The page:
Behind the Scenes
The CAAS was restructured in July 2009 with more focused roles to develop Singapore as a global air hub and aviation centre of excellence.
By Jannelle Lau
Aviation plays a key role in Singapore’s economic development. Singapore is renowned for the world’s most awarded airport, an enviable air-safety record, a respected centre for aviation training and a strong aviation industry. The Civil Aviation Authority of Singapore (CAAS) has an integral part to play in all the above. The authority’s raison d’etre is to develop the air hub and aviation industry in Singapore, expanding Singapore’s links to the rest of the world.
To ensure that it is well placed to meet the challenges of tomorrow, CAAS takes a pro-active approach in ensuring that policies are aligned with international best practices, and that safe and efficient aircraft operations is a top priority. CAAS also aims to contribute actively to the development of international aviation and promote Singapore as a centre for aviation capabilities, knowledge and talent.
CAAS offers a wide range of career growth opportunities in the dynamic field of aviation. Sherman Koh, a scholar with CAAS, was one person who spotted the golden opportunity and seized it. As the Assistant Director of Airport Economic & Service Regulation (AESR) Division in CAAS, Sherman oversees both the price competitiveness and the service standards of airports in Singapore. This includes not just the much vaunted Changi Airport, but also Seletar Airport.
When Sherman was looking for scholarships, the aviation industry caught his interest. “The growth of the aviation industry in Singapore was a big draw, and the industry focus provided opportunities for me to develop myself professionally and gain specialised expertise. The CAAS scholarship offered me the unique opportunity to join and contribute to the dynamic aviation industry.”
It also gave him the chance to experience an overseas education. Supported by the scholarship, Sherman studied Electrical Engineering in Cornell, later taking up a second degree in Economics.
“While fulfilling the liberal arts course requirements (required for graduation), I realised that I was similarly interested in the liberal arts side of the education spectrum as well,” Sherman recalls. “Therefore, I proceeded to take up the dual degree option.”
This exemplifies what he feels is his greatest gain from his scholarship. “Carpe diem! My biggest takeaway is learning to take advantage of the opportunities that come my way.”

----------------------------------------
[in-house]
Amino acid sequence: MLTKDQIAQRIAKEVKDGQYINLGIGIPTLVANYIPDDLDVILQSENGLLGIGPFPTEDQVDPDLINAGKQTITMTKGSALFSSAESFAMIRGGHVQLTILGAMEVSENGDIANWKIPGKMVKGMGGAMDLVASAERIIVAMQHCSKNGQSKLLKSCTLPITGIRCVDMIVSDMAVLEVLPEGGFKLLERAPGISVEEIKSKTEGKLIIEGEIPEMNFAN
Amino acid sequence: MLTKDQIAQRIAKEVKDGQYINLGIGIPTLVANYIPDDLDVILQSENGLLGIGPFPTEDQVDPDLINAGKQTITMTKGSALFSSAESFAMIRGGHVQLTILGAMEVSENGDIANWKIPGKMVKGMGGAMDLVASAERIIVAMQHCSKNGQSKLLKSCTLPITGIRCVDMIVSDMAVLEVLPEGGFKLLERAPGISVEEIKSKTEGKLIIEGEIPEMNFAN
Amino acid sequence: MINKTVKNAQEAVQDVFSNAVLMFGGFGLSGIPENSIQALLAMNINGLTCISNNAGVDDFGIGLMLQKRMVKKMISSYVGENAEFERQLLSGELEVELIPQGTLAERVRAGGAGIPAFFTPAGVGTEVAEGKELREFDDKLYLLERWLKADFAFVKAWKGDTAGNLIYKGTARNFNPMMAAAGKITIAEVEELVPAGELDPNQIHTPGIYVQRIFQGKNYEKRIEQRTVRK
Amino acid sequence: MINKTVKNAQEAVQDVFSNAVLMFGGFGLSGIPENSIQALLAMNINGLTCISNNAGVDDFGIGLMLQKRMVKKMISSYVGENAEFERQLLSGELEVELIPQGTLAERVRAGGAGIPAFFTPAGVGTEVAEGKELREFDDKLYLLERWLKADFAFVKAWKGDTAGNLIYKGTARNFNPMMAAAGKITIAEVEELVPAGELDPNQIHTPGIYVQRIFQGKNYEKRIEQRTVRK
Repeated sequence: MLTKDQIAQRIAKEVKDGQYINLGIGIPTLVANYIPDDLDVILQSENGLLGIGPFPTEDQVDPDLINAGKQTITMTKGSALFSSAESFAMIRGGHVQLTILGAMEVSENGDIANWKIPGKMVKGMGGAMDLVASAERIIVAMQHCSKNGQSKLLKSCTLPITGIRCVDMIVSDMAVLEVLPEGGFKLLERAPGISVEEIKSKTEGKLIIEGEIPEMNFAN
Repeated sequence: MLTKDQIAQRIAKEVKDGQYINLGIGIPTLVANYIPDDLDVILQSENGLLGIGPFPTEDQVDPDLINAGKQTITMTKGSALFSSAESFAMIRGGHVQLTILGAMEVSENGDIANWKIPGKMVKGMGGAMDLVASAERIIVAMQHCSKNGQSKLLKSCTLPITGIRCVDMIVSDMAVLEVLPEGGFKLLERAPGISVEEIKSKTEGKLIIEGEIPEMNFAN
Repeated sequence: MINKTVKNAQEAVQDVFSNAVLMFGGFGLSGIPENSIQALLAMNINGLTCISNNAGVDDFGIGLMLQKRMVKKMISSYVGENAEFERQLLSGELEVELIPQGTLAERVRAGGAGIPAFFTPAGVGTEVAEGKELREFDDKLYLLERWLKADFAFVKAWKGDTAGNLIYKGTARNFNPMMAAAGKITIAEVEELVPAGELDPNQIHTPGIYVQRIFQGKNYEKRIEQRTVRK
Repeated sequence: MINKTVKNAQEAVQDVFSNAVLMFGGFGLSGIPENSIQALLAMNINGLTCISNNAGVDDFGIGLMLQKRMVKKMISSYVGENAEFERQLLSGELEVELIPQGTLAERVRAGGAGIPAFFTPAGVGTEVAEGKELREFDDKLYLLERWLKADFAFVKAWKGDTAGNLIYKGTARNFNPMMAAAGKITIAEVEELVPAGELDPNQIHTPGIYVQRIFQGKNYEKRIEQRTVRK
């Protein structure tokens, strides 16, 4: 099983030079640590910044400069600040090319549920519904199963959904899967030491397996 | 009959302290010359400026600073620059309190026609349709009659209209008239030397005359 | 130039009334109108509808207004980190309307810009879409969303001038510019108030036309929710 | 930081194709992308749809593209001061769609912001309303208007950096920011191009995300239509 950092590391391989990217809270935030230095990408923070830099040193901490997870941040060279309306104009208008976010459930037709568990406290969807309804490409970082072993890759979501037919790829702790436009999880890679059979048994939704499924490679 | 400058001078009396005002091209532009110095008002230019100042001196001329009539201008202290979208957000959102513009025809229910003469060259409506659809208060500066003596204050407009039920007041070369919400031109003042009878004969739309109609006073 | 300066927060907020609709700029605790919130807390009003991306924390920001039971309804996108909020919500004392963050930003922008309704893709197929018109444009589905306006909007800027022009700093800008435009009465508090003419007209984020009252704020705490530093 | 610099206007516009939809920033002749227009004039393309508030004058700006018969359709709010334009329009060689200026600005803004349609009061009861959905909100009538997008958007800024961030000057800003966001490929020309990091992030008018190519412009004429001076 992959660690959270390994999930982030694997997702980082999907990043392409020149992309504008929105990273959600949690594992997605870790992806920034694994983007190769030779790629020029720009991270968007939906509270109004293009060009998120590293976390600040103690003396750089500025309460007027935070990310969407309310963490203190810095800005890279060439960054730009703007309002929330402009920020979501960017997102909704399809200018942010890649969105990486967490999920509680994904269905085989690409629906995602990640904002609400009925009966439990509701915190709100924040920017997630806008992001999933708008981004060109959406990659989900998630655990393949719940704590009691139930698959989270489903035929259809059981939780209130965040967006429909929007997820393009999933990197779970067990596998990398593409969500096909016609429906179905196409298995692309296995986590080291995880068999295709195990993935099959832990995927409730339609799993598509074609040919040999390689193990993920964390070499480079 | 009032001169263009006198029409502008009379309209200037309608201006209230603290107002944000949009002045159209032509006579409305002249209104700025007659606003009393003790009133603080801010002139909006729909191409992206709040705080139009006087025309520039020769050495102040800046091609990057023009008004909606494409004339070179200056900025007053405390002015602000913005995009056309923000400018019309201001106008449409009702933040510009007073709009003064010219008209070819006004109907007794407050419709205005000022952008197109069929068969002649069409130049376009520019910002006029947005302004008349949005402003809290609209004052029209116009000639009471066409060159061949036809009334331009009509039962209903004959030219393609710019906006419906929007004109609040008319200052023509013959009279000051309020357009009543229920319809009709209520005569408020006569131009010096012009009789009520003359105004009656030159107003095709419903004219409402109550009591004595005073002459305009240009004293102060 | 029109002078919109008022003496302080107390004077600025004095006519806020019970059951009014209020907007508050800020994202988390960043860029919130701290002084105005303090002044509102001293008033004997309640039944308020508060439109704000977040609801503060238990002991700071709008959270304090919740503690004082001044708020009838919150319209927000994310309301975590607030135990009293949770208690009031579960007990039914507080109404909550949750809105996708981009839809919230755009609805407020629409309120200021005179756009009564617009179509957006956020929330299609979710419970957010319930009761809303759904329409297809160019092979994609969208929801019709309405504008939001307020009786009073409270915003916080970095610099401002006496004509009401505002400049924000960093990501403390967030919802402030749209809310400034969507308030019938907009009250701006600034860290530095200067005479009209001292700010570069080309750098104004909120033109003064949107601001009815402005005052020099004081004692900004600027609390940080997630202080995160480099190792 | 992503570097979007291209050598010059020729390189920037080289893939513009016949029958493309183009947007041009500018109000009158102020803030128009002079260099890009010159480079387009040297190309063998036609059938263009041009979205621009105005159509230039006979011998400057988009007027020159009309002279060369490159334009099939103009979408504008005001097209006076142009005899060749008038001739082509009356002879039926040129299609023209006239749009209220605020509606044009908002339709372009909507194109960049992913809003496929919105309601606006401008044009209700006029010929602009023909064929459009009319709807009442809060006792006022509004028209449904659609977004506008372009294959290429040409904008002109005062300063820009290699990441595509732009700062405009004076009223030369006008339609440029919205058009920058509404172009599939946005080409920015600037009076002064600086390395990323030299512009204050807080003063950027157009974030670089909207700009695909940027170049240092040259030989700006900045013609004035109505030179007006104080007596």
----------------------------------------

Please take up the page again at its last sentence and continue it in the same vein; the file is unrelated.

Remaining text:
After graduating in 2003, Sherman came back to work with CAAS. However, this was not the end of his learning opportunities. “CAAS also offers continual training to officers to upgrade and hone existing skill sets. Both local and overseas training are available. For example, I attended an executive training course at London Business School in 2008,” he shares.
Furthermore, CAAS offers job rotation opportunities for its employees, exposing them to the different aspects of the industry. Sherman sees these different job postings as “invaluable exposure” for himself as he handled portfolios across CAAS’s diverse operations.
Handling ground operations in the Airport Management division during his first posting, Sherman was involved in both the opening of the Budget Terminal in 2006 and Terminal 3 in 2008.
He was later assigned to the Corporate Strategy and Business Development division, where he facilitated the process of corporatisation of Changi Airport and the restructuring of CAAS. When Airport Economic and Service Regulation Division was set up in July 2009, Sherman joined the division and was involved in setting up a holistic management of the pricing, service and regulatory requirements to facilitate airport management and operations. This inevitably includes drafting of regulation policies, setting work processes and systems.
“It was an exciting time where we got to flesh out the principles, operationalise the new regulatory framework and set in place new procedures,” he reminisces.
Other than a willingness to work hard, Sherman feels that empathy and the ability to relate to others is a quality that everyone – not just scholars – should possess. He stresses that communication skills are an important part of his duties.
“The job entails a fair bit of discussion and coordination with other divisions in CAAS, as well as consultation with the Changi Airport Group. We may also interact with industry players like airlines, ground handlers, and consultants.”
This philosophy also shines through in relation to his work culture. “With hard work and good working relationships cultivated over time, it is possible to overcome any challenge,” Sherman muses. “I find that phone calls to colleagues typically work wonders in getting the job done.”
Sherman enjoys the rewarding nature of his job. “With the fast-pace of changes in the industry, it is possible to see actions taken having a real and observable impact on the ground, which is satisfying. I see myself doing meaningful and fulfilling work. I would like to be able to continue to contribute positively towards the organisation’s goals.”
“Students who are interested in the exciting aviation industry should seriously consider the CAAS scholarship. They should also be clear about what they would like to achieve in their career with CAAS,” he concludes.